Posts tagged ‘book of mormon’

May 15, 2020

Liberty and life; captivity and death

The Book of Mormon uses the word “liberty” more than any other volume of scripture. “Liberty” is associated with “eternal life” while “captivity” is associated with “death” (2 Nephi 1:10). Curiously, famine and poverty resulting from a deprivation of liberty are poised to kill far more people than the deprivation of liberty was intended to save.

Although the Book of Mormon has examples of preserving liberty through a limited amount of bloodshed (see, e.g., Alma 20:12), it also includes examples of escaping captivity without bloodshed (Mosiah 11:10-11). It seems that the Lord would prefer the latter for us in our day (T&C 50:7). Either way, if we are not capable of living in liberty, forceful overthrow of the government would be futile, as it would merely lead us from one captivity to another; nor would it make sense for the Lord to give us the liberty that our lifestyle shows that we don’t want. At the very least, if we desire freedom, we should be capable of living and interacting with each other in a way that government is superfluous.

There are plenty of people laughing at those complaining about the loss of “mah freedumb.” Ironically, among those mockers of freedom appear to be many who previously complained about the current president being a dictator. Let them laugh, and seek to peacefully persuade those who can be persuaded to pray, vote, and live in a way that will bring liberty. That, it appears to me, is the best way to both stand up to and show love for those who use dishonesty and manipulation to try to keep the rest of us in captivity. To the humble, an honest voice will stand out against the ubiquitous deception.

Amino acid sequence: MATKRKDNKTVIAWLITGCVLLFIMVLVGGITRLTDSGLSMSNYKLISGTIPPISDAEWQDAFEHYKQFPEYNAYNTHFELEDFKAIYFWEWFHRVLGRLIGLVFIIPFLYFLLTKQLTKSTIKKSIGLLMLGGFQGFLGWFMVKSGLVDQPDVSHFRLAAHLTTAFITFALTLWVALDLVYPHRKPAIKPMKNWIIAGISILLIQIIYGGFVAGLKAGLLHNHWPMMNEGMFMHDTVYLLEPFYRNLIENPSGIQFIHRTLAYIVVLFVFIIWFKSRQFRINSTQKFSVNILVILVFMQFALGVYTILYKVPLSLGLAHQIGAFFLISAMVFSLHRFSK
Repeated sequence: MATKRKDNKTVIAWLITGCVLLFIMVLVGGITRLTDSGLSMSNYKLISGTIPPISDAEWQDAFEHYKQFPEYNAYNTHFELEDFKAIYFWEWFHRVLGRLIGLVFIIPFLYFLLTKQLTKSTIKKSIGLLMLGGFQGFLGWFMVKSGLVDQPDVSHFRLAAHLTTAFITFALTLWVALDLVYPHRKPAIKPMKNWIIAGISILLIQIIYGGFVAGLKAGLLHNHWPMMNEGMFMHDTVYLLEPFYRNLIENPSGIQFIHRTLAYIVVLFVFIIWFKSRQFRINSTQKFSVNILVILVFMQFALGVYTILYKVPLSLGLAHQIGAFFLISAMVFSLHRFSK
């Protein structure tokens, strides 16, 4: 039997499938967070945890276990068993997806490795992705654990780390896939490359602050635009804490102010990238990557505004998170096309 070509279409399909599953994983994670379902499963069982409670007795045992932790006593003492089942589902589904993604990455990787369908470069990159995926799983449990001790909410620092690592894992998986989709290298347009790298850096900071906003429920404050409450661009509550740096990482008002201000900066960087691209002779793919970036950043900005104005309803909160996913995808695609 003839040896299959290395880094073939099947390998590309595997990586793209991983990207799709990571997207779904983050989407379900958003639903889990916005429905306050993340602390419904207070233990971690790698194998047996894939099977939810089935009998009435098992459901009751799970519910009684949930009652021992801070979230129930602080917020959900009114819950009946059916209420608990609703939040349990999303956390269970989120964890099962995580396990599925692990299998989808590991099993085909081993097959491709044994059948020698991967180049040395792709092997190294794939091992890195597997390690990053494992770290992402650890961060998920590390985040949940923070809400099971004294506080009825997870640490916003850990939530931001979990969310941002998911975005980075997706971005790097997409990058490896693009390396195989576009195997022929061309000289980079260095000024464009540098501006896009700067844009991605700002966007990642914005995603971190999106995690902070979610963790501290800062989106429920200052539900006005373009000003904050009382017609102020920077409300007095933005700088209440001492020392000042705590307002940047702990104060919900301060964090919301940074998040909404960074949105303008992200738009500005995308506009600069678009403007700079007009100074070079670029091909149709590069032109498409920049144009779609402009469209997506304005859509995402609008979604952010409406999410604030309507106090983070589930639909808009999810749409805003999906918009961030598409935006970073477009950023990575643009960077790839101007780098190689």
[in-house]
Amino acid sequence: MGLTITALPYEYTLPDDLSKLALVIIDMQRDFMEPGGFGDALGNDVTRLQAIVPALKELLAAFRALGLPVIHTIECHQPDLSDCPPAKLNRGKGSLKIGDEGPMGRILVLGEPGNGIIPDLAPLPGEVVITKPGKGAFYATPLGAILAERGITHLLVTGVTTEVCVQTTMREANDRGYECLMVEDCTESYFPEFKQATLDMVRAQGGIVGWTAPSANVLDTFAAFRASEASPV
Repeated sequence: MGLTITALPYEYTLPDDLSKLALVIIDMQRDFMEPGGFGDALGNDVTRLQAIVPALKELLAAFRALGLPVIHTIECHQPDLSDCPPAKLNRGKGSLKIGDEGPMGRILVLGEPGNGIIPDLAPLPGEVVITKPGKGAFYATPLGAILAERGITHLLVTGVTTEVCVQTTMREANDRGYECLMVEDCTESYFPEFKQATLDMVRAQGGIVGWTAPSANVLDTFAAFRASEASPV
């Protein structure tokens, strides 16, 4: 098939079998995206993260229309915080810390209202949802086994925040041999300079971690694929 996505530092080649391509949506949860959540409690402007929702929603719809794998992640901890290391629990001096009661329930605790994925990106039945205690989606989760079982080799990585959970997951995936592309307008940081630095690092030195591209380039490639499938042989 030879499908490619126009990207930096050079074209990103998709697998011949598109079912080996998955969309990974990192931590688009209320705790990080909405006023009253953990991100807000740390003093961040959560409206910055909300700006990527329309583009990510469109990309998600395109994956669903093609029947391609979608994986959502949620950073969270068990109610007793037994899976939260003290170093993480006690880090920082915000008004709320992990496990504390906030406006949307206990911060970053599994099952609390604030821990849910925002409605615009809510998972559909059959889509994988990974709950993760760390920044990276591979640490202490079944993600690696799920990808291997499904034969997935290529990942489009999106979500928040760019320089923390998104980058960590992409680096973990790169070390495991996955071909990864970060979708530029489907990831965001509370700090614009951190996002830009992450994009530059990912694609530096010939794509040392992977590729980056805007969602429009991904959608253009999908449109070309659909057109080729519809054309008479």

A show of force is not necessary; brandishing weapons in front of government buildings will at best bring temporary results, and may backfire. There are other ways to boldly support liberty and life in the face of captivity and death. Abinadi, held in bondage, loved Noah enough to die for him, and as a result brought Noah’s people out of captivity and into a new life in Christ.

April 28, 2020

Laying a snare

The Book of Mormon describes in detail the ruses that the wicked use to entrap the righteous. When Alma and Amulek spoke at Ammonihah, “there were some among them who thought to question them, that by their cunning devices they might catch them in their words, that they might find witness against them, that they might deliver them to the judges, that they might be judged according to the law, and that they might be slain or cast into prison, according to the crime which they could make appear or witness against them.” Alma 8:4. The same tactic was used against Abinadi (Mosiah 7:16) and Nephi (Helaman 3:16). It is interesting that the wicked use questions in order to dispute. It leaves a sort of “plausible deniability” because they can claim that they only want clarification or are merely seeking more information, despite the true intent “that thereby they might make him cross his words or contradict the words which he should speak.” Alma 8:5.